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5 Essential Creative Habits for Musicians (and all Creatives!)
G.W. Childs IV on Mon, March 7th 0 comments
You've got your gear all set up, you feel inspired and you feel driven. The house is quiet and it's just you ready to create, but once you sit down at the computer monitor, it can be a little daunting

You've got your gear all set up, you feel inspired and you feel driven. The house is quiet and it's just you ready to create, but once you sit down at the computer monitor, it can be a little daunting. Don't fear! In this little article, we've got five simple tips that will help you keep those creative juices flowing!

1 - Chair

If you're out at the store, and your significant other questions the nice leather office chair, just blow 'em off. Comfort is extremely important in any work space. But before you shell out that hard earned cash on what looks like the ultimate directors chair... Sit in it. It may look great, but it also needs to feel great. Remember, producing music requires that you spend insane amounts of time in this chair. Also, nifty features like adjustable lumbar support are much more than gimmicks! They can save your back over time.

2 - Accessibility

The way you position your gear is extremely important. Having easy access to all the knobs, inputs, outputs, keys, strings, etc. not only makes things easier for you to get around, but also ensures you'll use all that gear too. I find that gear that isn't within easy reach of my setup (no matter how cool it is) tends to collect dust. And this stuff is way too expensive for that.

3 - Take Breaks Regularly

This cannot be stressed enough, and I actually learned this the hard way. When working on a mix, or a song, or a melody... Depending on which stage you're at, right? It can be really easy to start obsessing about small, minor parts that only YOU notice. Taking a 10 minute break every hour helps clear your mind and keep your objectivity. If the mix is frustrating you, walk out! Come back in when you've had a chance to 'rest your ears' and see what you think after you've had some quiet time. It might surprise you how much time you were wasting on something as trivial as a hi-hat.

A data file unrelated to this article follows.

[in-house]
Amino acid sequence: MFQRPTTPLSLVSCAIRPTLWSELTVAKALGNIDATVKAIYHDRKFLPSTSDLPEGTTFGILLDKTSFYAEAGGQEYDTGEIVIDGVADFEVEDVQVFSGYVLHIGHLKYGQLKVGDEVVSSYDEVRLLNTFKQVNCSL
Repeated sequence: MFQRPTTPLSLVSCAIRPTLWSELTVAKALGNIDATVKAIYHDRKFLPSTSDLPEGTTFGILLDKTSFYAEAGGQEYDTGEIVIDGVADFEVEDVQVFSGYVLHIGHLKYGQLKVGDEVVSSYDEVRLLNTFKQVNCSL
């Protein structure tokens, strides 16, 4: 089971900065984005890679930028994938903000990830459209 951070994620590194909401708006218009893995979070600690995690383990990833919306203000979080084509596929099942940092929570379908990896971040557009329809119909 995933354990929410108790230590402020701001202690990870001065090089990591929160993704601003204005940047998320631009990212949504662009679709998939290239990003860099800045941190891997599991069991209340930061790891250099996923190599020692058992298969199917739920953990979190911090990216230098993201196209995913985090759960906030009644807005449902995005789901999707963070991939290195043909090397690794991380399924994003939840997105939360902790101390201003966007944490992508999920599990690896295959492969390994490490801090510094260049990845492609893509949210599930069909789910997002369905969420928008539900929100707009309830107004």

4 - Learn to Take Constructive Criticism

Like it or not, none of us are the end-all-be-all of what's hip and happening in the music industry. It's always good to take a little constructive criticism from band mates, friends, and loved ones. Granted, you don't necessarily have to agree with them, but remember, these are people too. And who will be listening to your music in the end? People!

5 - Collaborate

Stemming from the last suggestion: Other people can really add to your music. I've learned some of my greatest tricks, techniques and habits from other people. Collaborating with others will expand your toolset like you wouldn't imagine. Ever wondered how your buddy makes his drums sound so thick? Work with him and find out! Have you always wanted to have some fresh melodies like that one dude always comes up with? Work with him and have him add some melodic freshness! Remember, we may live in a society dead set on complete isolationism through cell phones, laptops, etc. But music doesn't need to be that way. Some of my best stuff was put together with band mates and friends. And believe me, it was much more fun that me sitting there stressing by myself.

And that's all for now. Hopefully, these tips help you as much as they've helped me. But really, the most important tip I could ever give you is to have fun!

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